Point Lobos State Reserve


Through copse of pine, the deer and I watch—

body of an otter, whiskered skiff skimming across

surface below sea cliff. This edge of continent.

Where deer content themselves to wander toward

waxy water, ears acting axis of alarm.


Antlers are the fastest growing living tissue.

Forked bone-crowns, still velvet, are reinventing

their reign as happens with each new year. The deer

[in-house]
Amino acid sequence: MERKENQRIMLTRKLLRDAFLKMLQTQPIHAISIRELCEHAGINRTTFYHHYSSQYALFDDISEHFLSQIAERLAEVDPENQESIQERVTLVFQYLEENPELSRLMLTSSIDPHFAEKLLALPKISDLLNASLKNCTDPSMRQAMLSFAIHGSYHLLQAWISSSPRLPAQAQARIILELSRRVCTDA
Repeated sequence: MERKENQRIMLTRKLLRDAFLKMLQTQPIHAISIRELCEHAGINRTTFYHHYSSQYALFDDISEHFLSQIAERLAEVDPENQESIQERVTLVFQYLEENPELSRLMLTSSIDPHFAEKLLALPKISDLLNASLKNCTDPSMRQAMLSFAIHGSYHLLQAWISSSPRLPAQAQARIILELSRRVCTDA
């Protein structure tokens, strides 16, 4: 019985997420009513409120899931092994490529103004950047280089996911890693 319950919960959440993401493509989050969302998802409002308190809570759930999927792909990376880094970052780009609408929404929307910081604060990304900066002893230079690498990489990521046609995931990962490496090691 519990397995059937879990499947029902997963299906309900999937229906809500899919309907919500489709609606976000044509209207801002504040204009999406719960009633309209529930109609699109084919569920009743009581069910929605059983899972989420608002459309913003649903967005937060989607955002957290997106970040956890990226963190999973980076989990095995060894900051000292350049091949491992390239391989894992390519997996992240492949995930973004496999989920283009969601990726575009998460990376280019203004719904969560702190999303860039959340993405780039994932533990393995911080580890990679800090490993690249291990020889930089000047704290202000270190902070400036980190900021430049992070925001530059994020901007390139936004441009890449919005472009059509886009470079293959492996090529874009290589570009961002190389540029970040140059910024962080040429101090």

meet soft ground with careful hooves as if

mythologies piled on their backs—weightless:

enchanted princess, messengers of gods, friend to saints.


We go on populating our tales—something to kill, something

to do the killing. And what if these creatures

before me now found, as I did, in the place

just back a hundred yards where the trees diffuse,

the skeleton of a deer taken down

by the mountain lion a season past? Nothing,


not even the very bones of who we are,

could change the rightness of this morning.